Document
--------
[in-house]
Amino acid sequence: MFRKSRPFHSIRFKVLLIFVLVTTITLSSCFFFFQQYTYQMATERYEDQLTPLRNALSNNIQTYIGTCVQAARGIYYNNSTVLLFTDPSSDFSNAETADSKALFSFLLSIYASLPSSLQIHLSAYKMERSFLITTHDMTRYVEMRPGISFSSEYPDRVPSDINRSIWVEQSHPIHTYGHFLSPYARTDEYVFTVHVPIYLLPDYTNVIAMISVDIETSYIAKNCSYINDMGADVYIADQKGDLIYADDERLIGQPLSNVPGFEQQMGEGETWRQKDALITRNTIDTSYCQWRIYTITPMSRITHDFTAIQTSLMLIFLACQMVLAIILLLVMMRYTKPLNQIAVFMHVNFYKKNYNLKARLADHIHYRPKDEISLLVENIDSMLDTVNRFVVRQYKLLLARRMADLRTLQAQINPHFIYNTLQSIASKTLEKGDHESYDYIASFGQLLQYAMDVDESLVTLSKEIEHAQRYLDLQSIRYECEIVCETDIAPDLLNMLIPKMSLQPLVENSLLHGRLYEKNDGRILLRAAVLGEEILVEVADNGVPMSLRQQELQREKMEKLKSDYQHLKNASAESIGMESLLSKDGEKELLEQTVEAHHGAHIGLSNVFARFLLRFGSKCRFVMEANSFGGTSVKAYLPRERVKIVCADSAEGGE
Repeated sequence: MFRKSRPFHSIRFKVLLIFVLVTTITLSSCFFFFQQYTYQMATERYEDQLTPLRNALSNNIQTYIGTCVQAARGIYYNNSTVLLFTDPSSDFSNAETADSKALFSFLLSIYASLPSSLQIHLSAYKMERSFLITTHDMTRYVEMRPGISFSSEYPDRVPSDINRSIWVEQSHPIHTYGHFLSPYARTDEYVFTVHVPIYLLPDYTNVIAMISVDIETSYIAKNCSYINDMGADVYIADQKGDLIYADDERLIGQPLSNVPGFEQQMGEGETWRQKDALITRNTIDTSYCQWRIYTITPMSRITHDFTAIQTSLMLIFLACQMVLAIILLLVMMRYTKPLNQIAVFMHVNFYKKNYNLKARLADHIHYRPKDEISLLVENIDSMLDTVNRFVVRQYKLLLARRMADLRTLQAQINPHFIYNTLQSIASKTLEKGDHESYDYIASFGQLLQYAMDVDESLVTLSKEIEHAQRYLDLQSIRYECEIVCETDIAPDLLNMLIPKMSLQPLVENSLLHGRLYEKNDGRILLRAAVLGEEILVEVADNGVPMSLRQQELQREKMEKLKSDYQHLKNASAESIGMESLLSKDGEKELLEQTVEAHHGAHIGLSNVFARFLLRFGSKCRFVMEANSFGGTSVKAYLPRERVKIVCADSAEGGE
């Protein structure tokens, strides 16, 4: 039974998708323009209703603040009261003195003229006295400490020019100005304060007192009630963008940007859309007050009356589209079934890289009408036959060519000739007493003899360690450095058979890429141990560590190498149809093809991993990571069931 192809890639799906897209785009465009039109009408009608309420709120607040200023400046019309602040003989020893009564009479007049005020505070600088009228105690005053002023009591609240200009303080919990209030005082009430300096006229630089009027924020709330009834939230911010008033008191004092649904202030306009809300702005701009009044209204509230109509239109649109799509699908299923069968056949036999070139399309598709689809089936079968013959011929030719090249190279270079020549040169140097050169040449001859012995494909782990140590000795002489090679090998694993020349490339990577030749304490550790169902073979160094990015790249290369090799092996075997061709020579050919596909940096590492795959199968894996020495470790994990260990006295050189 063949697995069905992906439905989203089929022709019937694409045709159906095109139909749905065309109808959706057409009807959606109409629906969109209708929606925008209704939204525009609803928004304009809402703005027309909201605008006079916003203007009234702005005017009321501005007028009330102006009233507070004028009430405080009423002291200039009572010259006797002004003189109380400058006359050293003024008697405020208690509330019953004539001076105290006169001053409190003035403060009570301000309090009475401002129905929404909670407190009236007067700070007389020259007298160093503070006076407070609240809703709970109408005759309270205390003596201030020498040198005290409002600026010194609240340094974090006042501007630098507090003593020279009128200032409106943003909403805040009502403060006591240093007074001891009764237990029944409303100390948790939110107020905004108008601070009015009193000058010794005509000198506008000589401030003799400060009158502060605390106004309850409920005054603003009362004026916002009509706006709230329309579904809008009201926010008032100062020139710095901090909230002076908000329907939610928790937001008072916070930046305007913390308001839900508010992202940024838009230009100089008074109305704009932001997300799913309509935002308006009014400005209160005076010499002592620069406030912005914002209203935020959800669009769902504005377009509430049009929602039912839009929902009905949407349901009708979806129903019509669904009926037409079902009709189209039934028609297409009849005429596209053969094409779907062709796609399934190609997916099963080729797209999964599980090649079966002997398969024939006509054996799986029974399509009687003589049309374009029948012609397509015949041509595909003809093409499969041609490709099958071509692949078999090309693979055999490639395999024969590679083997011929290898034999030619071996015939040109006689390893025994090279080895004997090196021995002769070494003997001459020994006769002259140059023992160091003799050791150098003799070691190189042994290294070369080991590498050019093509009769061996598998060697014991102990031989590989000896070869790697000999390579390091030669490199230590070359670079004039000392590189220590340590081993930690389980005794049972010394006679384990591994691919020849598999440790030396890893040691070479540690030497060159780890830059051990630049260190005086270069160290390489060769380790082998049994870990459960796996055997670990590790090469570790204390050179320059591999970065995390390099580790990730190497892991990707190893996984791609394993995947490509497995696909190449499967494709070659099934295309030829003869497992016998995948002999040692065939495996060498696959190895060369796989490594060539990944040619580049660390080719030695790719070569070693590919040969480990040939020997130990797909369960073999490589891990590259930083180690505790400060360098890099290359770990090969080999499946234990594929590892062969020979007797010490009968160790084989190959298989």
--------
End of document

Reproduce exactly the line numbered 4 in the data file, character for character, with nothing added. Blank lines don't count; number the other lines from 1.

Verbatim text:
């Protein structure tokens, strides 16, 4: 039974998708323009209703603040009261003195003229006295400490020019100005304060007192009630963008940007859309007050009356589209079934890289009408036959060519000739007493003899360690450095058979890429141990560590190498149809093809991993990571069931 192809890639799906897209785009465009039109009408009608309420709120607040200023400046019309602040003989020893009564009479007049005020505070600088009228105690005053002023009591609240200009303080919990209030005082009430300096006229630089009027924020709330009834939230911010008033008191004092649904202030306009809300702005701009009044209204509230109509239109649109799509699908299923069968056949036999070139399309598709689809089936079968013959011929030719090249190279270079020549040169140097050169040449001859012995494909782990140590000795002489090679090998694993020349490339990577030749304490550790169902073979160094990015790249290369090799092996075997061709020579050919596909940096590492795959199968894996020495470790994990260990006295050189 063949697995069905992906439905989203089929022709019937694409045709159906095109139909749905065309109808959706057409009807959606109409629906969109209708929606925008209704939204525009609803928004304009809402703005027309909201605008006079916003203007009234702005005017009321501005007028009330102006009233507070004028009430405080009423002291200039009572010259006797002004003189109380400058006359050293003024008697405020208690509330019953004539001076105290006169001053409190003035403060009570301000309090009475401002129905929404909670407190009236007067700070007389020259007298160093503070006076407070609240809703709970109408005759309270205390003596201030020498040198005290409002600026010194609240340094974090006042501007630098507090003593020279009128200032409106943003909403805040009502403060006591240093007074001891009764237990029944409303100390948790939110107020905004108008601070009015009193000058010794005509000198506008000589401030003799400060009158502060605390106004309850409920005054603003009362004026916002009509706006709230329309579904809008009201926010008032100062020139710095901090909230002076908000329907939610928790937001008072916070930046305007913390308001839900508010992202940024838009230009100089008074109305704009932001997300799913309509935002308006009014400005209160005076010499002592620069406030912005914002209203935020959800669009769902504005377009509430049009929602039912839009929902009905949407349901009708979806129903019509669904009926037409079902009709189209039934028609297409009849005429596209053969094409779907062709796609399934190609997916099963080729797209999964599980090649079966002997398969024939006509054996799986029974399509009687003589049309374009029948012609397509015949041509595909003809093409499969041609490709099958071509692949078999090309693979055999490639395999024969590679083997011929290898034999030619071996015939040109006689390893025994090279080895004997090196021995002769070494003997001459020994006769002259140059023992160091003799050791150098003799070691190189042994290294070369080991590498050019093509009769061996598998060697014991102990031989590989000896070869790697000999390579390091030669490199230590070359670079004039000392590189220590340590081993930690389980005794049972010394006679384990591994691919020849598999440790030396890893040691070479540690030497060159780890830059051990630049260190005086270069160290390489060769380790082998049994870990459960796996055997670990590790090469570790204390050179320059591999970065995390390099580790990730190497892991990707190893996984791609394993995947490509497995696909190449499967494709070659099934295309030829003869497992016998995948002999040692065939495996060498696959190895060369796989490594060539990944040619580049660390080719030695790719070569070693590919040969480990040939020997130990797909369960073999490589891990590259930083180690505790400060360098890099290359770990090969080999499946234990594929590892062969020979007797010490009968160790084989190959298989």